Using hot and cold to treat pain can be extremely effective and easily affordable for a number of different conditions and injuries. The tricky part is to know what hot situations require, and what cold demands. Often both will be included in a single treatment.
Using ice for acute injury or discomfort, along with inflammation and swelling, as a general rule of thumb. Using heat relieve discomfort or stiffness of the muscle.
Known as cryotherapy, cold therapy works by restricting blood flow to a specific area that can significantly reduce inflammation and swelling that causes pain, especially around a joint or tendon. It may temporarily reduce the function of the nerves, which may also ease pain.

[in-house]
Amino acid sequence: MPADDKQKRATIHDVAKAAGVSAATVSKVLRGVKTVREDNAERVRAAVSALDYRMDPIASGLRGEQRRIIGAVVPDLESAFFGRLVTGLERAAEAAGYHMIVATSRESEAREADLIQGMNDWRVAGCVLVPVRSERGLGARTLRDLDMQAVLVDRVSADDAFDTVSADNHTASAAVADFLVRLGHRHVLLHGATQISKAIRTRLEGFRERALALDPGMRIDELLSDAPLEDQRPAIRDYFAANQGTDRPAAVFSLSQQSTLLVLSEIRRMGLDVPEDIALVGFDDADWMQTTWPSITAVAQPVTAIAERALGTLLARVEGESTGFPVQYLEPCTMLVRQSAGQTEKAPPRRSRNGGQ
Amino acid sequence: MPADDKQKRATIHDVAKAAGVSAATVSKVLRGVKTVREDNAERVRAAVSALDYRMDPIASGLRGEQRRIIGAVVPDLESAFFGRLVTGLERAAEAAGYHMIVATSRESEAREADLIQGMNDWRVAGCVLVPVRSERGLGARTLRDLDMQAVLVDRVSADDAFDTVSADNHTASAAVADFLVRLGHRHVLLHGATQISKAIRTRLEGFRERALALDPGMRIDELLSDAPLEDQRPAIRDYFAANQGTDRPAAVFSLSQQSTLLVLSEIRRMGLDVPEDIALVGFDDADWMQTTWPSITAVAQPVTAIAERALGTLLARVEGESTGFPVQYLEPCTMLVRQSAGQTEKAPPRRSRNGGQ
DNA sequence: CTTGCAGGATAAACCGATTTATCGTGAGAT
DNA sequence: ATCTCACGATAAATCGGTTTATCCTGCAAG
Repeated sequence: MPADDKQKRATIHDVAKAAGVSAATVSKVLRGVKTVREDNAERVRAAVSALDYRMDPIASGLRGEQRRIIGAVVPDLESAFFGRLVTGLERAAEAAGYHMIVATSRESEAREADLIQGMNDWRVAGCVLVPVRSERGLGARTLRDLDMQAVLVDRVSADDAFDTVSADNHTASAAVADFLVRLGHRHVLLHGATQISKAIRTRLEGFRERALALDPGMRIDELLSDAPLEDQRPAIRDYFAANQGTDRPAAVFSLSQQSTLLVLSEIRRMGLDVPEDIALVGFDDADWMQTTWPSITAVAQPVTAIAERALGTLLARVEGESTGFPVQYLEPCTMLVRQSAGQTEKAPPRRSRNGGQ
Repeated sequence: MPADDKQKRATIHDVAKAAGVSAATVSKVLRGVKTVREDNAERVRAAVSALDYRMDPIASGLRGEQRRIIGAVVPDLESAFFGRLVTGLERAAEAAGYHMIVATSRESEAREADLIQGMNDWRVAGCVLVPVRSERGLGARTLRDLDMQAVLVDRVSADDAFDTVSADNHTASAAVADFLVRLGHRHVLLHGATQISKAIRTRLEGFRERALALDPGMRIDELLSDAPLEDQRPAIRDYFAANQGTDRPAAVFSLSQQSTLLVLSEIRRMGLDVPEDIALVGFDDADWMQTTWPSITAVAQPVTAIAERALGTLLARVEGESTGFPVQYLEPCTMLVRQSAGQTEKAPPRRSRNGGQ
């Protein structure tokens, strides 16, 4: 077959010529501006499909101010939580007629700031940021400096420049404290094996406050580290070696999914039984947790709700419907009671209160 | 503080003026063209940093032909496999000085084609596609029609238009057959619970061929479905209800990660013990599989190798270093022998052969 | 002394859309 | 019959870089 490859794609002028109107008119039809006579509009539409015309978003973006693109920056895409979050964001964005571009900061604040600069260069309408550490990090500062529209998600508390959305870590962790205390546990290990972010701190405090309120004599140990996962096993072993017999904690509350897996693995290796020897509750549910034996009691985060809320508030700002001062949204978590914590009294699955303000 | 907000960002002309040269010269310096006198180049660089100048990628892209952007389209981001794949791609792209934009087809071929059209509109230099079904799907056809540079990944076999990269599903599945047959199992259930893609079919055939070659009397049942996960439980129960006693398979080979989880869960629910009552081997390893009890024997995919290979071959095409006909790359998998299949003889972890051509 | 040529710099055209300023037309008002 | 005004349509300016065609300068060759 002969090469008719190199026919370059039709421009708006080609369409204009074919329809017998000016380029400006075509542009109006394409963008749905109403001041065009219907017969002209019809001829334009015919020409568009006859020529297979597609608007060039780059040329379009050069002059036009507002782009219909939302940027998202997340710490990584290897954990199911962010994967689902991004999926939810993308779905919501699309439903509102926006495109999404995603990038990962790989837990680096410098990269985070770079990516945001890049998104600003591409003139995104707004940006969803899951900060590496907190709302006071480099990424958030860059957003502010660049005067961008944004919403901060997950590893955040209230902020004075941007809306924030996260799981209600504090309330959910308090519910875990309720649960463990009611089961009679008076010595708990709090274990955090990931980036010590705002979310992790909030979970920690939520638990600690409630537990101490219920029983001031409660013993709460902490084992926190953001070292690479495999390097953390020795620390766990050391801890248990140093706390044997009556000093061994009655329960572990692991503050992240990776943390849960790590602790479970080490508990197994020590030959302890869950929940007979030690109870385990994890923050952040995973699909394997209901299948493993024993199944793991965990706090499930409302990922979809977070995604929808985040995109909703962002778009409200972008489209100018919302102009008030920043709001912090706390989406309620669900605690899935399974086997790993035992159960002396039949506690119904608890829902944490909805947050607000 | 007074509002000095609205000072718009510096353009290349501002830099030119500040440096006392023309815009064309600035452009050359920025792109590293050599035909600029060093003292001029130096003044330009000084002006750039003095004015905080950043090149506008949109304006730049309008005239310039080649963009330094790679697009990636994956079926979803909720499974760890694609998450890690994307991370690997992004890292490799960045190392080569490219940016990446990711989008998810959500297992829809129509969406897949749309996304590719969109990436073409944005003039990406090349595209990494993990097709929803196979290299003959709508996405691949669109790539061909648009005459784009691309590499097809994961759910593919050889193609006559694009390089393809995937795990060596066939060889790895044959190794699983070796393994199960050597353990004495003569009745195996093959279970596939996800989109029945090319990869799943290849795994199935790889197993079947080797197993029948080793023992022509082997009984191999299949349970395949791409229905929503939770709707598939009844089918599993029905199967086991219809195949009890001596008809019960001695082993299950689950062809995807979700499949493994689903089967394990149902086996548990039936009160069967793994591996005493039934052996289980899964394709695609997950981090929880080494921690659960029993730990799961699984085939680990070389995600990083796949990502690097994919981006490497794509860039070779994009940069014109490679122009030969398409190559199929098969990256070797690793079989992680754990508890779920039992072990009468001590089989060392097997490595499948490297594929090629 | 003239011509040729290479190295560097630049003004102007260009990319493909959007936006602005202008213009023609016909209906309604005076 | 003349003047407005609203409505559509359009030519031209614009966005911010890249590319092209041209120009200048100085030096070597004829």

How to apply
Use an ice pack wrapped in a towel or ice bath to the affected area. A frozen object should never be applied directly to the skin as it can cause skin and tissue damage. Apply cold medicine after an accident as soon as possible.
Using cold treatment, many times a day, for short periods of time. Ten to 15 minutes is perfect, and at the same time no more than 20 minutes of cold treatment should be used to prevent damage to the nerves, tissue and skin. For the best results, you should boost the affected area.
Due to increased temperature, heat therapy works by increasing circulation and blood flow to a specific area. Just marginally increasing the temperature of the affected area will soothe pain and improve the strength of the muscle. Heat therapy can relax and soothe muscles and heal tissue that has been damaged.
How to apply
In comparison to cold therapy, which needs to be minimal, heat therapy is often most effective when used for a good amount of time.
With just 15 to 20 minutes of heat therapy, mild pain or stress can often be relieved.
Moderate to severe pain may benefit from longer heat therapy sessions, such as warm baths, lasting 30 minutes to 2 hours.